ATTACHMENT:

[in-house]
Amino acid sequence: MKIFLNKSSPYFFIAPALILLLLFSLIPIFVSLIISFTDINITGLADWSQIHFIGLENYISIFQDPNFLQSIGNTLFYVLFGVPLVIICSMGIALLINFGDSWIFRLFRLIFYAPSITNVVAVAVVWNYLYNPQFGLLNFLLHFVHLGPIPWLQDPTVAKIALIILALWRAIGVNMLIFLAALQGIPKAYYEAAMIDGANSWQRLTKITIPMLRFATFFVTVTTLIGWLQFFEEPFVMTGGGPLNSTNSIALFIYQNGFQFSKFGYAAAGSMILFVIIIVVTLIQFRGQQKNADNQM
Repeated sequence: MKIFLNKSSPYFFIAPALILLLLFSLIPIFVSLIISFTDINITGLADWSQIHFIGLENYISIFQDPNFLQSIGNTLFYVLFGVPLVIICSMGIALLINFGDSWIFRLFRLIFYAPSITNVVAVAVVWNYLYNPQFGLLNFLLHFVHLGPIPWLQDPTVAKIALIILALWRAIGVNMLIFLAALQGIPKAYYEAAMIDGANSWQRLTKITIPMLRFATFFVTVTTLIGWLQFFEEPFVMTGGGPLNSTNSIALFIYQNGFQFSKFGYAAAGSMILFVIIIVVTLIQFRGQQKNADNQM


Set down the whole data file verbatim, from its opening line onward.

[in-house]
Amino acid sequence: MKIFLNKSSPYFFIAPALILLLLFSLIPIFVSLIISFTDINITGLADWSQIHFIGLENYISIFQDPNFLQSIGNTLFYVLFGVPLVIICSMGIALLINFGDSWIFRLFRLIFYAPSITNVVAVAVVWNYLYNPQFGLLNFLLHFVHLGPIPWLQDPTVAKIALIILALWRAIGVNMLIFLAALQGIPKAYYEAAMIDGANSWQRLTKITIPMLRFATFFVTVTTLIGWLQFFEEPFVMTGGGPLNSTNSIALFIYQNGFQFSKFGYAAAGSMILFVIIIVVTLIQFRGQQKNADNQM
Repeated sequence: MKIFLNKSSPYFFIAPALILLLLFSLIPIFVSLIISFTDINITGLADWSQIHFIGLENYISIFQDPNFLQSIGNTLFYVLFGVPLVIICSMGIALLINFGDSWIFRLFRLIFYAPSITNVVAVAVVWNYLYNPQFGLLNFLLHFVHLGPIPWLQDPTVAKIALIILALWRAIGVNMLIFLAALQGIPKAYYEAAMIDGANSWQRLTKITIPMLRFATFFVTVTTLIGWLQFFEEPFVMTGGGPLNSTNSIALFIYQNGFQFSKFGYAAAGSMILFVIIIVVTLIQFRGQQKNADNQM